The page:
In a material sense, travel can make you worse.  When I spend money on travel, it means that I am not spending money on other things.  I am going to be far worse off in my retirement years because I spent money on travel rather than saving for old age.  I am not building my savings for a rainy day or unforeseen catastrophe. Travel is not the most prudent thing to spend money on.  However, I value the experiences so I continue to spend money on them.


Travel can make a person’s health worse.  I have been fortunate that I have never become majorly ill from travel, but travel does expose people to diseases that they might not otherwise encounter.  I have almost zero risk of contracting malaria or yellow fever if I just stay home…


 

Conclusion:

 

This may seem rather negative, but I really feel that travel does not make you “better” just as formal education does not make you “better”, having a professional career does not make you “better,” or any number of other things makes a person better.  I enjoy travel, but it does not make me better. In some ways, it makes me worse than others. I would love to travel more than I do. I encourage others to travel. I admire those who travel. However, I don’t know that it is the path to betterment or that such a pursuit is even a worthy goal.  What is betterment outside of comparison, hierarchy, or elitism? In what ways does “better” concede to an economy that makes money by making us believe that we need to be more than what we are? Of course, at some basic level I want to improve upon myself, grow, change, and experience new things.  But does accomplishing this make me better than others or better than my past self? At the core of these sorts of questions is the bigger question of what is meaningful in a world where everything dies or changes, where life is short and harsh for many, and never fully realized by the vast majority of us.  Through the prism of pain and dying, the “best” among us are those who work the hardest to make the suffering in the world less and work to build a world wherein more people can explore their full humanity. Travel can sometimes support this goal, but for me, it tends to be a diversion.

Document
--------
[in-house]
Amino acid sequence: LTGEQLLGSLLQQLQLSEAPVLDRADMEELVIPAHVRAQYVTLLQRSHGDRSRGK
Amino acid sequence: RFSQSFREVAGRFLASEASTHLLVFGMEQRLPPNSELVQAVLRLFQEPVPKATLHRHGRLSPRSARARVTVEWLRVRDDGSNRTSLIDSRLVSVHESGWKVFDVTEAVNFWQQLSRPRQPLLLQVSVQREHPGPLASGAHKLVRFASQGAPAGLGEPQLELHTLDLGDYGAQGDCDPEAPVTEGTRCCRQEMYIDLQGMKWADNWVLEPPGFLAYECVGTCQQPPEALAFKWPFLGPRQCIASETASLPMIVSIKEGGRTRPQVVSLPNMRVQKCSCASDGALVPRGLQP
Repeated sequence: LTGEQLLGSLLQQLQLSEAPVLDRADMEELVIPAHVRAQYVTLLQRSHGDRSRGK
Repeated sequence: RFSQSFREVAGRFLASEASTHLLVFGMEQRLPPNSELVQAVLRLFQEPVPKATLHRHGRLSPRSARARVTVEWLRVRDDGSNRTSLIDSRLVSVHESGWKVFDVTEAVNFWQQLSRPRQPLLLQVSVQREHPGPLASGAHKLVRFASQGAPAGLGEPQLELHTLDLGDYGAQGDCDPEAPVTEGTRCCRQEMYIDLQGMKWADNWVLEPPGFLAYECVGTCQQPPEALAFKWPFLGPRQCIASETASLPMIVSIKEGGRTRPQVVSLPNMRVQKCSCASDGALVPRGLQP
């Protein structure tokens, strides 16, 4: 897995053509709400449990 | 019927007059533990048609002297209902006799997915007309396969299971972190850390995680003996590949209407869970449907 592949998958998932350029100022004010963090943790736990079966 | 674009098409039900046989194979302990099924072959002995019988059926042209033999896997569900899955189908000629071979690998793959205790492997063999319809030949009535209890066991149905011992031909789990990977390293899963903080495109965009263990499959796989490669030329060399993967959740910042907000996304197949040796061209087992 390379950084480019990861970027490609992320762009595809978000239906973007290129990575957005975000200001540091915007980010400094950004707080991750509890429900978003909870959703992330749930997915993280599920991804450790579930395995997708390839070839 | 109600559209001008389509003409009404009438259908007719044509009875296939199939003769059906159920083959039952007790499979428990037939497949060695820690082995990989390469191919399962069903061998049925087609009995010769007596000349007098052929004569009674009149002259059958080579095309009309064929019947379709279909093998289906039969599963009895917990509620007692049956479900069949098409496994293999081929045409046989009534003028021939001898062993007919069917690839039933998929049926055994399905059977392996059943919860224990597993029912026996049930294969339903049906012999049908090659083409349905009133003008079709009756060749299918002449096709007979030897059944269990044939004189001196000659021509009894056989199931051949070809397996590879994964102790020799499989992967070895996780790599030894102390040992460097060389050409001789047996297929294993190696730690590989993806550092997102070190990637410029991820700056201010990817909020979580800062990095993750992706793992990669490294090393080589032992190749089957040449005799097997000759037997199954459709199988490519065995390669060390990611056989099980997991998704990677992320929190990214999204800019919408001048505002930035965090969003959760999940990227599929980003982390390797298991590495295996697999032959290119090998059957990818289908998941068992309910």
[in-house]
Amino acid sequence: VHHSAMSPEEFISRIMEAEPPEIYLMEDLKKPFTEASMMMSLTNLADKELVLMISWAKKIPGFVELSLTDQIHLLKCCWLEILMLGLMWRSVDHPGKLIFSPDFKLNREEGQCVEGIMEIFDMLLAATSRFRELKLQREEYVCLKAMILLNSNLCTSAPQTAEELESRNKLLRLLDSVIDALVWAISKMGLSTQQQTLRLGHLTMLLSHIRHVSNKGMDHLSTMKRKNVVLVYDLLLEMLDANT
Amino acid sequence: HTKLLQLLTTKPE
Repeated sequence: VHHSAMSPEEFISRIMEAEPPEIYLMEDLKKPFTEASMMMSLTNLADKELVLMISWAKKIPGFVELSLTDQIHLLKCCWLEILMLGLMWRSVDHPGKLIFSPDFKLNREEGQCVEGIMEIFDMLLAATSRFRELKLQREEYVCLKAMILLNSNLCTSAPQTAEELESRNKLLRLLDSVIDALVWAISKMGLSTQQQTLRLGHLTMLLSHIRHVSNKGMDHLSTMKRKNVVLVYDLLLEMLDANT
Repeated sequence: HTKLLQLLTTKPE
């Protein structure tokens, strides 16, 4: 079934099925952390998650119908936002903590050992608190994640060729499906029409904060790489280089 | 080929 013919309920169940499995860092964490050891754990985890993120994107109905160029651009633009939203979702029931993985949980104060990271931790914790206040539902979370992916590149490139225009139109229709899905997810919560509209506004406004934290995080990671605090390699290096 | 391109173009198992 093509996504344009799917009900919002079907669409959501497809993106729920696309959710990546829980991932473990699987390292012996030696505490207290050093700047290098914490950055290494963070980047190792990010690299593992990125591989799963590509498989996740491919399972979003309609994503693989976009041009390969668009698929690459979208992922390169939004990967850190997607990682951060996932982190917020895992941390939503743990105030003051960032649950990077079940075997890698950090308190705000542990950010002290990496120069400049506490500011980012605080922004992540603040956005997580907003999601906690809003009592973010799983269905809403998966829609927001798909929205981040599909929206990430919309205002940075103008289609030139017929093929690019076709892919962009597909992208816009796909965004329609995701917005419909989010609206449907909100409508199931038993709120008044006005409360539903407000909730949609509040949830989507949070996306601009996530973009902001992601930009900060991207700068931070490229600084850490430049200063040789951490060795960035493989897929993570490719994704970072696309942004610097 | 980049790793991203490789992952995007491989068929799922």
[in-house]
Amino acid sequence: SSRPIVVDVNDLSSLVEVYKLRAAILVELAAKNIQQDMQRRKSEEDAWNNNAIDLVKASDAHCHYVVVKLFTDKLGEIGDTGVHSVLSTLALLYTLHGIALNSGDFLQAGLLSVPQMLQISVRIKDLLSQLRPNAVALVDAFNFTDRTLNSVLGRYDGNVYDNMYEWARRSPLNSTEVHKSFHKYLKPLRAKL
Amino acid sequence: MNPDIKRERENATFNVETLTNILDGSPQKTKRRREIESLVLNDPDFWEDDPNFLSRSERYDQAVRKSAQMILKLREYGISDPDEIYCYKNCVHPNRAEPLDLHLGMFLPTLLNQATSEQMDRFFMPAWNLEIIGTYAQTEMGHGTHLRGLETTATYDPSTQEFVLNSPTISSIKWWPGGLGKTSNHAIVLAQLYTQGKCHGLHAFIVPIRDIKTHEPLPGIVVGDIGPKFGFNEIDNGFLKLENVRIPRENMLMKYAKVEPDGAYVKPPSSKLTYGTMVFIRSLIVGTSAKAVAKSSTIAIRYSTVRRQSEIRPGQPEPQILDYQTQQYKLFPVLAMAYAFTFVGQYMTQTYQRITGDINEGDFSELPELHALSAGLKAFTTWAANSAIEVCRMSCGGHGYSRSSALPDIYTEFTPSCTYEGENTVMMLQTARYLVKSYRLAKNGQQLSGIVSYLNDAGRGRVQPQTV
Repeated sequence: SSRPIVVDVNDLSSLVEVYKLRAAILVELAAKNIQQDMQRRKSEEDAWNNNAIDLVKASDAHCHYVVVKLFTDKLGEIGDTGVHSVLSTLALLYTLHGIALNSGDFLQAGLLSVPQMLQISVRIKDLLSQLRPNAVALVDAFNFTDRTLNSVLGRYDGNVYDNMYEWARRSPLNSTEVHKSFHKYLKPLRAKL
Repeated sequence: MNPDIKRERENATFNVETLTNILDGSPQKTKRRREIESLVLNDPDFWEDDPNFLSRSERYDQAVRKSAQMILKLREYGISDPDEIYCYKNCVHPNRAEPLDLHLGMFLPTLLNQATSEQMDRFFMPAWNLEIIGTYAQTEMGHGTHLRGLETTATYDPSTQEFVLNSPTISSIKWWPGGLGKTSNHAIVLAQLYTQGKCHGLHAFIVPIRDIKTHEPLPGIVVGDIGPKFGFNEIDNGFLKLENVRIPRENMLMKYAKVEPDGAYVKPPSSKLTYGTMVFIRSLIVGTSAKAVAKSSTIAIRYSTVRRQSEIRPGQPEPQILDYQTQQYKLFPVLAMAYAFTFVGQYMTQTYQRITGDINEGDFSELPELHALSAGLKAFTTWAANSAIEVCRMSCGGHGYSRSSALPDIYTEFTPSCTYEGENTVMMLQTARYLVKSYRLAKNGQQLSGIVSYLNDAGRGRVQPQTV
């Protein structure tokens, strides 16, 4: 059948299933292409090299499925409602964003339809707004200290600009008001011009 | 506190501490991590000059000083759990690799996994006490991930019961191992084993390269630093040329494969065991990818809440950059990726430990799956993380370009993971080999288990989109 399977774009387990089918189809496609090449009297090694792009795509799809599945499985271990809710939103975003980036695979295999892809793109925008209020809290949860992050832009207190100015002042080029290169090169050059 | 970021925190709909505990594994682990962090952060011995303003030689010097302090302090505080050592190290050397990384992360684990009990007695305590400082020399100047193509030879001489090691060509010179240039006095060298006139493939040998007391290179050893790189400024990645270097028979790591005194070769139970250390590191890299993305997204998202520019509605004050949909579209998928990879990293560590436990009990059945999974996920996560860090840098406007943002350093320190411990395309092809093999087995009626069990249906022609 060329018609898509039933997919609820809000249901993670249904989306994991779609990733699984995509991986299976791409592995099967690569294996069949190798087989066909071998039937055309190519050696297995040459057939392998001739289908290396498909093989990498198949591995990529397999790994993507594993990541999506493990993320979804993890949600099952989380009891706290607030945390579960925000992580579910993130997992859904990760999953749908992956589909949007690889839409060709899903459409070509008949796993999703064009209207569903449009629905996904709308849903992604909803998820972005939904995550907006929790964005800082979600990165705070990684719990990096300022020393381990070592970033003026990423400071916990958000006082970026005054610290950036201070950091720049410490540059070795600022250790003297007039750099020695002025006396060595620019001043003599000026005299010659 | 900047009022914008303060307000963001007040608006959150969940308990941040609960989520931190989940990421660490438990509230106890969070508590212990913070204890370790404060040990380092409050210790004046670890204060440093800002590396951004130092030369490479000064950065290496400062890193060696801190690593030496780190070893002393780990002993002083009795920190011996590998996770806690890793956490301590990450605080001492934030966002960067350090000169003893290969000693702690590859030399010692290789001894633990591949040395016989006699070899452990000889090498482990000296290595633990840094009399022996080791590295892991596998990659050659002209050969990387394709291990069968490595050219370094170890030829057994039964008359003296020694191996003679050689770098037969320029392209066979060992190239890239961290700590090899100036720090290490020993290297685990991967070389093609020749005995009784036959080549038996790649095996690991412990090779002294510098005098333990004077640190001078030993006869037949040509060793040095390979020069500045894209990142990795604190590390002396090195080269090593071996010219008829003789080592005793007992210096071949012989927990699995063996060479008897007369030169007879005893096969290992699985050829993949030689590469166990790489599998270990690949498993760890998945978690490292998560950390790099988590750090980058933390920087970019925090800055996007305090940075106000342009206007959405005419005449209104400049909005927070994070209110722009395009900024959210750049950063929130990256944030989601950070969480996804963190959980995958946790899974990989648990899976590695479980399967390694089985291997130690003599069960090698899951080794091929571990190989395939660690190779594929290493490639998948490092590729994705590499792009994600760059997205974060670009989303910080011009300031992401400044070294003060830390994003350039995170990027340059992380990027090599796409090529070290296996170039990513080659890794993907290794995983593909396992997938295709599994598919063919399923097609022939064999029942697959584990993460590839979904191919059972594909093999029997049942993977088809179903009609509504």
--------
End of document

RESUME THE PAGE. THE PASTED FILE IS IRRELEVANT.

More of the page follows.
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This Beast

I have failed to write a poem for EVERY book I have read this year, but the most recent book that I read was The Democrats: A Critical History by Lance Selfa.   This book was well written and clearly identifies the long history of contradictions, empty promises, and duplicity of the Democratic Party.   The book is wonderfully enraging.    Here is a poem to express my revolutionary anger.

 

This Beast

2/12/18

Know this beast

Study it everyday

Like the features of a monster

With gnashing teeth to grind up the working class

Bludgeoning them like Hartley and Taft

The demon who ignores poor women

The Jekyll and the Hyde Amendment

The Jackal and the corporate cabal

Who broke bones with austerity?

Who championed NAFTA, WTO, World Bank, IMF, and the CIA?

These are not gladiators,

But emperors and vampires.

There is no lesser evil

There is only the evil of two faced capitalism,

Which devours children and shortens lives,

The time must come when people no longer bow before

Great and terrifying things

Yielding power to imagined behemoths

Their immortality is mythical

The immorality is real

We already possess the power to end this nightmare

To liberate the dispossessed

And dispose of every neo-liberal liberator